QUINN: Jeff, do you have anything you want to add?
LEWIS: We have in our association more than 50 committees. Each of those committees has a chair and a vice-chair. Many of them have subcommittees that have chairs and vice-chairs. All of them have people who are incredibly active in whatever the mandate of that committee is. On top of that we have some committees that are presidential appointment only. So you’re talking about such as the amicus commission, such as the professional appointments committee that comments on people who are nominated for court ascendance and executive appointments. So you’re talking about literally hundreds of people that day in and day out drop whatever they’re doing for a paying client when something comes up at the association that needs attention. And they hop on airplanes and they fly to Geneva to monitor WIPO meetings or they go to Washington to testify in front of Congress. There is such a wonderful and amazing body of incredibly smart, incredibly talented, and incredibly dedicated people that make the association run. But that’s literally hundreds of people. And that association can’t function without a staff who really orchestrates, makes sure everybody’s pulling oars in the same direction and do an amazing job. We have a good size staff, but when you benchmark it against other associations we actually have a small staff on a per member basis. Our staff produces work product and effort and inspires people to do things that, really, they’re to be lauded at every turn. So I think, as Bill put it, from every level of the association if you want to start at Todd as executive director down to our active members, or if you want to talk about our initiative and start at the active members and go in the other direction, we are truly blessed with an association of dedicated, wonderful people at every level.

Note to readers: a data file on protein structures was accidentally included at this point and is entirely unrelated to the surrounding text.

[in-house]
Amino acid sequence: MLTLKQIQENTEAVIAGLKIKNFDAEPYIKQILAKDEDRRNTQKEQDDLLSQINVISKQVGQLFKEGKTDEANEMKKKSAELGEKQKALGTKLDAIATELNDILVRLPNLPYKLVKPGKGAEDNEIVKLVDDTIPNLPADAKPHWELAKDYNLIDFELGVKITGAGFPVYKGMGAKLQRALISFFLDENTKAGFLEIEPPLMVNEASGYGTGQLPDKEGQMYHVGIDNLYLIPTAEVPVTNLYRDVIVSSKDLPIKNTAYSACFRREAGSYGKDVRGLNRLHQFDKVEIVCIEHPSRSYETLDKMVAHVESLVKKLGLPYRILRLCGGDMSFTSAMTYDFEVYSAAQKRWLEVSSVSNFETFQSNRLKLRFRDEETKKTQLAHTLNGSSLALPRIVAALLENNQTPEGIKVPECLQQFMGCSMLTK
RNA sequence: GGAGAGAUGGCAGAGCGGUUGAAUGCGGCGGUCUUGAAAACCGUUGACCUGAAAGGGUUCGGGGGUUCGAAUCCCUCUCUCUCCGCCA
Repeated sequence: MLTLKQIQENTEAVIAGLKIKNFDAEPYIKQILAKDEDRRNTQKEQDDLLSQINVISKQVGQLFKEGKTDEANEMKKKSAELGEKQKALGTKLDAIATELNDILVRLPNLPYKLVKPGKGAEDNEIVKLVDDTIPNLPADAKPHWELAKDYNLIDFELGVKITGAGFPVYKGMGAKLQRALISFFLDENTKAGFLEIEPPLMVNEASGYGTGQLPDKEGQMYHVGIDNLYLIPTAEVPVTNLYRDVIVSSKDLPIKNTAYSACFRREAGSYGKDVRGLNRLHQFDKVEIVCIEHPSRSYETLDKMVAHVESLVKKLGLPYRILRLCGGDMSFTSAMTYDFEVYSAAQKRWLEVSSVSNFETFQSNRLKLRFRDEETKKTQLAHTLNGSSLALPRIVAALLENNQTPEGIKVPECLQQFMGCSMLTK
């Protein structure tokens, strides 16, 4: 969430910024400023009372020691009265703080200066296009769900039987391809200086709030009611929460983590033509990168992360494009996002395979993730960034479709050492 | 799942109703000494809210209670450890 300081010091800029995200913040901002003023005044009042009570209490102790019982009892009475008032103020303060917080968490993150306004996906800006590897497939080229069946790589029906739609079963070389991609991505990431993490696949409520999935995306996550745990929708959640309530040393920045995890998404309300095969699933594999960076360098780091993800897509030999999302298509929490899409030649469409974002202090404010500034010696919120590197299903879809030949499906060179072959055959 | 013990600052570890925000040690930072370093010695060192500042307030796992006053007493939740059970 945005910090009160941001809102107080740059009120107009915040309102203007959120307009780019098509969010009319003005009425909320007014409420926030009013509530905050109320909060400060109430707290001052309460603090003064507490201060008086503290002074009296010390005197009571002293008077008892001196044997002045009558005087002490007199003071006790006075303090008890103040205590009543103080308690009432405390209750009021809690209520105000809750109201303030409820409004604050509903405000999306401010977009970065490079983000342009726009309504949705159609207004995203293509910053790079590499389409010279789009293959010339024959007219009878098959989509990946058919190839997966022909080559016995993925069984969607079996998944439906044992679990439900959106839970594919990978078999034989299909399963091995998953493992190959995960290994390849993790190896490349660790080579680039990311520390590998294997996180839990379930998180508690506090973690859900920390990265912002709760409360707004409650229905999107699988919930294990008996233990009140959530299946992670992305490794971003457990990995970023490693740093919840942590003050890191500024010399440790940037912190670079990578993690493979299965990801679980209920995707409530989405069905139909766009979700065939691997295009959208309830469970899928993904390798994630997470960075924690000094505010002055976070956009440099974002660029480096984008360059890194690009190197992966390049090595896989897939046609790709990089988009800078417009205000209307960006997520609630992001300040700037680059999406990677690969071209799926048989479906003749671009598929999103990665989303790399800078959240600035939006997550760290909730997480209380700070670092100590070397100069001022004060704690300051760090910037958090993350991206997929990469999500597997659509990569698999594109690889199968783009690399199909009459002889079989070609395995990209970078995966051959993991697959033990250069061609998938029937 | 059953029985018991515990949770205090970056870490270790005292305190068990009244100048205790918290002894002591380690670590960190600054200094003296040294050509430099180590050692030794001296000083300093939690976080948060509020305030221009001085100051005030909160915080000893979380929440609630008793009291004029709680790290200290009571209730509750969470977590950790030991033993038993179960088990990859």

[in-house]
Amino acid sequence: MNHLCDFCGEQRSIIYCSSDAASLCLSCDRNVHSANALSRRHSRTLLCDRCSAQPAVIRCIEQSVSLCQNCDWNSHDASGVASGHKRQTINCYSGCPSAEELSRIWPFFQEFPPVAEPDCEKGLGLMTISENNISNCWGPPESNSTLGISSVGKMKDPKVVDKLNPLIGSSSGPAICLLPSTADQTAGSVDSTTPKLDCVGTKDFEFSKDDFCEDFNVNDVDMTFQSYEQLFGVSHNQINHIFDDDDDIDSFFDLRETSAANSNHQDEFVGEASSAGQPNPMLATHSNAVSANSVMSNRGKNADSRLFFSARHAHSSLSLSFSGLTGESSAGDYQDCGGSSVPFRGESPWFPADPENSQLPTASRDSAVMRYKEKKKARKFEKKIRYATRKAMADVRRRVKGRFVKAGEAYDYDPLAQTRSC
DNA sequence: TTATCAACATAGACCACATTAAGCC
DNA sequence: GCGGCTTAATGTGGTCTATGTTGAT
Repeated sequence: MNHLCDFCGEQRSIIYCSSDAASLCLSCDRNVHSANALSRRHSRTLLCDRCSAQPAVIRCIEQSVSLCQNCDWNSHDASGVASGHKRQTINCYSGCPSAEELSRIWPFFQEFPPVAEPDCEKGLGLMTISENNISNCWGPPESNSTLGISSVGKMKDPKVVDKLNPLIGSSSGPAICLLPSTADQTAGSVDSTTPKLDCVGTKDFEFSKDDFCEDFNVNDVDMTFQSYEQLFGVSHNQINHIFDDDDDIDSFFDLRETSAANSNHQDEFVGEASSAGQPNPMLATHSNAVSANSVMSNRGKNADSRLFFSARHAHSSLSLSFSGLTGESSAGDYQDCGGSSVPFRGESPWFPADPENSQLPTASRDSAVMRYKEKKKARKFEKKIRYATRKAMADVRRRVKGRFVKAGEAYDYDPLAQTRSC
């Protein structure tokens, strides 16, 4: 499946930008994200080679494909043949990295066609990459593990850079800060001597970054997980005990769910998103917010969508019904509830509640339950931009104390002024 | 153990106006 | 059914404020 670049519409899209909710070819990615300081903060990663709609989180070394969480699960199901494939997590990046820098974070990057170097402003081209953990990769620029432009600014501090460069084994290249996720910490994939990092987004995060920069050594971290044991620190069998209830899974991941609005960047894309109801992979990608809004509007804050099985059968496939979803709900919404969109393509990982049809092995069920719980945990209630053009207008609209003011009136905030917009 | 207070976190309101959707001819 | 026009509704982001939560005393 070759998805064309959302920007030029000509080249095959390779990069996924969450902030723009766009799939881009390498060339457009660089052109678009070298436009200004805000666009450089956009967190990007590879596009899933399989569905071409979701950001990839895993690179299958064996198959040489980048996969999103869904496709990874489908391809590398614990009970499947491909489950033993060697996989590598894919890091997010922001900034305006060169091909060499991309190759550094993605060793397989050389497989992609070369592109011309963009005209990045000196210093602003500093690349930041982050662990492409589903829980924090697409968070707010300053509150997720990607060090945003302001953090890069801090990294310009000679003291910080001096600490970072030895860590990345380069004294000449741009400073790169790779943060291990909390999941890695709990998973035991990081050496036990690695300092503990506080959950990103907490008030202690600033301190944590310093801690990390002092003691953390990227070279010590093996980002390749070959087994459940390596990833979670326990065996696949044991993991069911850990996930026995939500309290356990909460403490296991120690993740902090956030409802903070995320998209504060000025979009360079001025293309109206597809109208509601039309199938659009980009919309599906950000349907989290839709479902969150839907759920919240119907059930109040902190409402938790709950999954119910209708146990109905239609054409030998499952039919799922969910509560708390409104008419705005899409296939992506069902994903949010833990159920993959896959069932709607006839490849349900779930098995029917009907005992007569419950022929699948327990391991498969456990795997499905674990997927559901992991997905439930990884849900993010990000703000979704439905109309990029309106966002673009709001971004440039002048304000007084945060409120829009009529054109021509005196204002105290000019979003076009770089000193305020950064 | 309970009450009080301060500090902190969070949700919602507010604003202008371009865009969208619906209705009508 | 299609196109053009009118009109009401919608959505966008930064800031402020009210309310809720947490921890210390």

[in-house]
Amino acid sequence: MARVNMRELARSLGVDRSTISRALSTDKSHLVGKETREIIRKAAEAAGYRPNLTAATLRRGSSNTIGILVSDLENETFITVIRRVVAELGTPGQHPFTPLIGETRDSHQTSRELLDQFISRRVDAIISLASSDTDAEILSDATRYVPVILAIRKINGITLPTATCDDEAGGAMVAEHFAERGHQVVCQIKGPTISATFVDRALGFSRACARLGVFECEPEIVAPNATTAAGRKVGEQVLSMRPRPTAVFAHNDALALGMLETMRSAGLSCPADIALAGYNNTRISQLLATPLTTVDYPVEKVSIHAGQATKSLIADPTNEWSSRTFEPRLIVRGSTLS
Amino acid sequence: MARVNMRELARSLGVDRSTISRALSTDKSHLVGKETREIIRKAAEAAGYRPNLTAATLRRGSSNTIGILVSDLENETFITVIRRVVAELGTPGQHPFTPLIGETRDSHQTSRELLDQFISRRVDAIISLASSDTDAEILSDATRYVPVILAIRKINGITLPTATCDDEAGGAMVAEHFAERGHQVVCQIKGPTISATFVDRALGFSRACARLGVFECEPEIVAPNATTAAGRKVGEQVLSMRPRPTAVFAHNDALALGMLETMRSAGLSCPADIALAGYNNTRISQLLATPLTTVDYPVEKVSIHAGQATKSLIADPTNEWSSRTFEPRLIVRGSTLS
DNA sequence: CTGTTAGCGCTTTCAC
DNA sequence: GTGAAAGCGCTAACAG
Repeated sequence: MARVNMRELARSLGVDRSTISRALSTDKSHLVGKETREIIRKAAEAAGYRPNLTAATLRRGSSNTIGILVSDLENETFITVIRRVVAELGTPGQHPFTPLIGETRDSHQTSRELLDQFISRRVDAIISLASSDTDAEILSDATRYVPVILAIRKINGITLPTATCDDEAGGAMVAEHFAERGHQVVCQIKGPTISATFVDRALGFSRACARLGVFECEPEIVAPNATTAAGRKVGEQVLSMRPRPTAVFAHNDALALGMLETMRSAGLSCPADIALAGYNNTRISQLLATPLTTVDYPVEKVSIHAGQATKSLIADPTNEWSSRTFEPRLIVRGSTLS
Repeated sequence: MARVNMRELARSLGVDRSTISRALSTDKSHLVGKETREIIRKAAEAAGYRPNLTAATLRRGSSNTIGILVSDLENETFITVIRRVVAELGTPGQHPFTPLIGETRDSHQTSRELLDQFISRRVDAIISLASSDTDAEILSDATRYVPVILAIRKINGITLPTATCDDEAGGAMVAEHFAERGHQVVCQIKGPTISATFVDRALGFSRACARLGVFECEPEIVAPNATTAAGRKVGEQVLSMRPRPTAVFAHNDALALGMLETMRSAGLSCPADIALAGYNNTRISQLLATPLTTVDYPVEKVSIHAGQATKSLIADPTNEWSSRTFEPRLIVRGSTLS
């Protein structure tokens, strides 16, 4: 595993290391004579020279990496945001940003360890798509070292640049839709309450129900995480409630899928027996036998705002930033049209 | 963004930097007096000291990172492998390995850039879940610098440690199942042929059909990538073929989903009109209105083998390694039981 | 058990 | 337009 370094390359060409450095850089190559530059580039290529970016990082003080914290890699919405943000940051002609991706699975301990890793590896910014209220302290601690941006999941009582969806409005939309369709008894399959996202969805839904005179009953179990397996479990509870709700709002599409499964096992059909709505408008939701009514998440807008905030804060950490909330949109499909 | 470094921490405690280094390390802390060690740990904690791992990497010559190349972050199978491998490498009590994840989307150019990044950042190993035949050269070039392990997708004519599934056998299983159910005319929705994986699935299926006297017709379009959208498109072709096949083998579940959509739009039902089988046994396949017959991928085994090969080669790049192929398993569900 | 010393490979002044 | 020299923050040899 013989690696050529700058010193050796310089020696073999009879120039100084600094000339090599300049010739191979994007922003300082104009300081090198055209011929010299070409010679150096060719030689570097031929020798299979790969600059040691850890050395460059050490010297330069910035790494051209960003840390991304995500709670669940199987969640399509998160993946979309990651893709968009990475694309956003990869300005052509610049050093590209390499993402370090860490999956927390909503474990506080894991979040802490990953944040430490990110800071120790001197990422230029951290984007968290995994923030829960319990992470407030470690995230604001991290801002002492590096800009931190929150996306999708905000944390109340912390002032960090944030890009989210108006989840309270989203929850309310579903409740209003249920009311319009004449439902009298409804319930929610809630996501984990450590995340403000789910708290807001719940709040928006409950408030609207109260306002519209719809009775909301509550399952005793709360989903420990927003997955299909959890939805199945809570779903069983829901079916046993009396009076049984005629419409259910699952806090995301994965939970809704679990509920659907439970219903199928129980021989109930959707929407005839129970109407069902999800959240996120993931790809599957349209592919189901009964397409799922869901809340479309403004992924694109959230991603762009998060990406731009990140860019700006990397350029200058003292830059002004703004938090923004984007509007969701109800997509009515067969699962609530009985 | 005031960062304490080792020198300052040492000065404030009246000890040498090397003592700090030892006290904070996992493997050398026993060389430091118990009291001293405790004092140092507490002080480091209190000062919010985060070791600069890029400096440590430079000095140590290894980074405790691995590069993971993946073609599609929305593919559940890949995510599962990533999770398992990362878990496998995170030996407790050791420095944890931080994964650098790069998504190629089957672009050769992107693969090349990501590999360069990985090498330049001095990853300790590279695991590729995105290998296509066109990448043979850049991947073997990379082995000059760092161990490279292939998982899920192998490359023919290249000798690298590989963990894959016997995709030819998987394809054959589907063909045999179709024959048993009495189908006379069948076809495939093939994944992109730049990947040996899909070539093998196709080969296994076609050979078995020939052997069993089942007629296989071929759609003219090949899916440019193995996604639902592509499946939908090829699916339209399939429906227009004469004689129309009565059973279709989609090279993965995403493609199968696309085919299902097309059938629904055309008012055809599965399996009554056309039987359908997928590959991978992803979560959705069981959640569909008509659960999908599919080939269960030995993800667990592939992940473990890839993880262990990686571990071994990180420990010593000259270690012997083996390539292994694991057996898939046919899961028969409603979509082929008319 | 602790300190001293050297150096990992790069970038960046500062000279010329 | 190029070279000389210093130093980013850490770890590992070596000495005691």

QUINN: I like what you just said about how the staff really seems to orchestrate. Because that was what I observed. I didn’t really realize how detailed the vetting process is at AIPLA for virtually every issue. And it makes sense when you stop and think about it, but I wonder how many people actually do because you have a lot of members with very diverse interests. For example, if you pick up an AIPLA amicus brief, I read them and it’s like this is just like the Bible on this particular issue. You couldn’t say it any better, it takes a foundational approach to IP. And I always wondered, well, why is that? Am I just always agreeing with the IP, am I predisposed to agree with them? But I have a sense it’s probably the through vetting process where so many people have input and I’d like you guys reaction that if I could.
LEWIS: Bill, do you want to comment?
BARBER: I think, I’ve always been struck by how robust the decision making and policy making process is at AIPLA. We are governed by a board of directors. There are 12 members of the board of directors. They’re elected for 3-year terms so that they’re staggered. There’s an incoming class of four each year. And then we have the five people on the executive committee, and the secretary and the treasurer. So there are a total of 19 people on the board of directors. And we have very, very robust, spirited debates, discussions on these issues when we’re developing a policy or we’re deciding on whether to submit an amicus brief and what position we should take. We have very spirited, sometimes lengthy discussions. You have 19 people in there, very smart people with very different views. We try to have a very diverse group on our board of directors in terms of every aspect that you could think of – geography, practice area, gender, background. So it really makes for a good vehicle to thoroughly discuss an issue from all angles. And I think that helps us really provide thoughtful decision to the policies that we decide to take and the briefs that we decide to file. So that’s part of it.